The door wasn’t supposed to go anywhere. Uncle Lowell said it was someone’s idea of a joke.
"Not a very good one," said Aunt Lou. Aunt Lou didn’t approve of jokes or humor. Her spirit was all vinegar and ice-water.
The door had been built into the far end of the basement wall, past the big freezer full of tinfoil bundles, past the old furnace Uncle Lowell was always threatening to replace.
The door wasn’t supposed to go anywhere, but Cory noticed light seeping underneath its frame one night as he was fetching something from the freezer. Curious, he went to the door and touched the black knob. It seemed to twitch under his fingertips, like a living thing. When Cory slid his hand around it, the doorknob was warm and soft, more like living flesh than inanimate metal.
"Cory! What’s taking you so long?"
Aunt Lou’s voice careened down the stairs, into the basement. Cory jerked and spun around, hollered back up the stairs.
"Coming, Aunt Lou!"
He turned and rushed up the stairs with the tinfoiled meat. His palm itched where he had gripped the doorknob.
"Land’s sake, child!" Aunt Lou glowered at him, from her place at the stove. "What took you so long?"
"I. . . ."
She shook her head, impatient as ever, and snatched the package from him. "Go on now. I don’t want you underfoot while I’m cooking."
He obliged, turning and slipping back down the steps, into the basement. Aunt Lou never noticed.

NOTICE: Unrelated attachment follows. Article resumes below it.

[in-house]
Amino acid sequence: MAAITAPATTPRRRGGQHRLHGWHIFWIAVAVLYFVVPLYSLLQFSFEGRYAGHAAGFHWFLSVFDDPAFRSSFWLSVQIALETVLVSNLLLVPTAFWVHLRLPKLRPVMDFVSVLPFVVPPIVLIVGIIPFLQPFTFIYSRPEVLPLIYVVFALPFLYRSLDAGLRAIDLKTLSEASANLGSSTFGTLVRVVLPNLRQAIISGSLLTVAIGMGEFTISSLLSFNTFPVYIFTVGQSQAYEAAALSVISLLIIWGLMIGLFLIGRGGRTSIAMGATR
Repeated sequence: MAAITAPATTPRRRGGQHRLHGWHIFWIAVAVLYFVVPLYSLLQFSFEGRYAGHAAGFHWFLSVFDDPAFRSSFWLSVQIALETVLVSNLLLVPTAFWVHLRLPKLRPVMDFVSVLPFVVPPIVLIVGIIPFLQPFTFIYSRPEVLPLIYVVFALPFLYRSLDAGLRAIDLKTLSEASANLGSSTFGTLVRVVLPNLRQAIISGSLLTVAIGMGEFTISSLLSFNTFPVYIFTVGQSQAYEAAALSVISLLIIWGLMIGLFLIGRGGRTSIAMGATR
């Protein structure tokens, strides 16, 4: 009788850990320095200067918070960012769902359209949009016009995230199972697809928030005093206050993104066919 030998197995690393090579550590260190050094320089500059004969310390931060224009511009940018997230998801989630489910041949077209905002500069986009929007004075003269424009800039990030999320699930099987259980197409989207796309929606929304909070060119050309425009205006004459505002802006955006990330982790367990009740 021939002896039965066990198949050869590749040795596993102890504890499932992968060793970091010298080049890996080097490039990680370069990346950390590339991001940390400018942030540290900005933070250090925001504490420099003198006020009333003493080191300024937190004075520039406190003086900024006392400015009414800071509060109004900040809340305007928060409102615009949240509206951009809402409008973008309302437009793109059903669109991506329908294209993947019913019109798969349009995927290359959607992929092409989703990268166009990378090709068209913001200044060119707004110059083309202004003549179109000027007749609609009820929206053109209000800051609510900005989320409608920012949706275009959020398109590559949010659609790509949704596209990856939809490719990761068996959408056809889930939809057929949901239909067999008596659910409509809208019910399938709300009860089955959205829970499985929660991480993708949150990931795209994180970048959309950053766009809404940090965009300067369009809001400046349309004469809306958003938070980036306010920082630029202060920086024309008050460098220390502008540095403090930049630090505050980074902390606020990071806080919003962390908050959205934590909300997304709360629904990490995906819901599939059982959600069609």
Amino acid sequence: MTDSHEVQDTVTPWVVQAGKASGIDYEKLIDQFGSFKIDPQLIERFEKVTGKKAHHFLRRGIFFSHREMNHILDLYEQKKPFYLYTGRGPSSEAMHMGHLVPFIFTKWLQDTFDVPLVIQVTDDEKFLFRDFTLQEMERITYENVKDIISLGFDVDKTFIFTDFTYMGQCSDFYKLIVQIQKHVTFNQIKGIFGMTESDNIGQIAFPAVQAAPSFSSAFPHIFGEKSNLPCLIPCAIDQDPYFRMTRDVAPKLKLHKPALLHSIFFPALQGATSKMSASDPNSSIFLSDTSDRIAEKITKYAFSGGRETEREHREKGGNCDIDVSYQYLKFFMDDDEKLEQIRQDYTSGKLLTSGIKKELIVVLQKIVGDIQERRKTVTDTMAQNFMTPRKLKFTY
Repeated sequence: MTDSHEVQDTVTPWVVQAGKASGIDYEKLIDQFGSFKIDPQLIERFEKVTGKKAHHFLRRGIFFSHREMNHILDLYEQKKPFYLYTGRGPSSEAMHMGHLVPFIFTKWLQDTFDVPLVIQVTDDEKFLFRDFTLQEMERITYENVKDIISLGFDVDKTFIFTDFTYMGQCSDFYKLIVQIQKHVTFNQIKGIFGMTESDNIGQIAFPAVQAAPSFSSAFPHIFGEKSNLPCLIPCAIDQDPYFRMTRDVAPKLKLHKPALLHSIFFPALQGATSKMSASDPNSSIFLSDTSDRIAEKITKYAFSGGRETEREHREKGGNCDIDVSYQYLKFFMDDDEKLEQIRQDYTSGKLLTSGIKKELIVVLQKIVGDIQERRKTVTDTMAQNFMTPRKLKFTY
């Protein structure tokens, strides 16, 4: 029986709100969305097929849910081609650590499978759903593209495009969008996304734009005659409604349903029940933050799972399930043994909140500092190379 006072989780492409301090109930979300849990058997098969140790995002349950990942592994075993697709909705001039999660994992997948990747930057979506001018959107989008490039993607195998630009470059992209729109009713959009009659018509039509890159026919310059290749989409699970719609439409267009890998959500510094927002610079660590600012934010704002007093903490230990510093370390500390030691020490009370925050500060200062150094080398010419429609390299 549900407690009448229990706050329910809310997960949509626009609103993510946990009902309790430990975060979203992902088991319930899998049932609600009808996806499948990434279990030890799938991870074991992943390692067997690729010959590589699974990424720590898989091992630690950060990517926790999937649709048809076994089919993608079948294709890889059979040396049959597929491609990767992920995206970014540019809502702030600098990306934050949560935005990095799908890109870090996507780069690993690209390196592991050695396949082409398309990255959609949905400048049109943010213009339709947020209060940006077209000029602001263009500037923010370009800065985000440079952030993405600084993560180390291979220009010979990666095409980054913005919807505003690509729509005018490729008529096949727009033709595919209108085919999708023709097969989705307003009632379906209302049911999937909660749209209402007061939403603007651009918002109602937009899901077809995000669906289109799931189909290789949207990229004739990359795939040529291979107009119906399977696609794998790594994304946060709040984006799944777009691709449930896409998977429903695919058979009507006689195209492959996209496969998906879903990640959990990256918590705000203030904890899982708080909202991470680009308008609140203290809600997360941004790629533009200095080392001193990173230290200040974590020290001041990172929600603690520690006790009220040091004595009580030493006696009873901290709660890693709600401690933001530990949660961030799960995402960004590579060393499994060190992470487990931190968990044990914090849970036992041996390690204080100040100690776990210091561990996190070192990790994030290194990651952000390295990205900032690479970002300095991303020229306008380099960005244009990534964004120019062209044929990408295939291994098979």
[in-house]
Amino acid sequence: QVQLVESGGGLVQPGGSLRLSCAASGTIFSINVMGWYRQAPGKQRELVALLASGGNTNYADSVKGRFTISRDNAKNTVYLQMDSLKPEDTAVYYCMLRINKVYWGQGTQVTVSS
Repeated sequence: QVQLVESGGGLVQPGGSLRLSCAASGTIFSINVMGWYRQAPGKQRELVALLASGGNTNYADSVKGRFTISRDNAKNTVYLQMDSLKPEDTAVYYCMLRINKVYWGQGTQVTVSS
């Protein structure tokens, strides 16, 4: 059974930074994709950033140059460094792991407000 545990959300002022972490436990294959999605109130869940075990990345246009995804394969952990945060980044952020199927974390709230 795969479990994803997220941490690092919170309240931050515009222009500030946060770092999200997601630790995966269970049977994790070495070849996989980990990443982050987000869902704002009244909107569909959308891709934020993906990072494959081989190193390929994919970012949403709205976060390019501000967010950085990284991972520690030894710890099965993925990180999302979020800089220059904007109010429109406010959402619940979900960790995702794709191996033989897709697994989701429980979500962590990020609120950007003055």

Back in the basement, in the cool, dusty dark, Cory edged toward the door. Light gleamed from beneath the door, thick and golden as honey. Heart pounding, Cory reached for the doorknob. It was warmer than before. And, was it his imagination, or did it feel like it was trembling?
He tightened his grip and turned. The bolt clicked and Cory pulled. Silently, the door swung open, spilling warm sunlight into the dark basement.
Through the door, Cory saw a field of lush, green grass. The sun rising above the horizon looked golden and young.
That’s not our sun, thought Cory.
At the edge of the green field, were tall, majestic trees, with leaves like green fire. Something moved between their umber trunks, an indistinct white shape that soon resolved into the figure of a unicorn. Upon its back rode a young woman in richly colored robes.
As they drew nearer, Cory realized the young woman was singing. It was a bittersweet song, a kind of lament that left a tender ache in the boy’s chest.
Compared to the woman’s voice, Aunt Lou’s was like a rain of hailstones.
There was a snap to Aunt Lou’s voice now. There’d be hell to pay if he kept her waiting, Cory knew. He drew a breath, inhaling the dusty smells of the basement, the scent of boiled beans drifting down the stairs.
I hate it here, realized Cory.
Without hesitation, he stepped across the threshold and pulled the door closed behind him.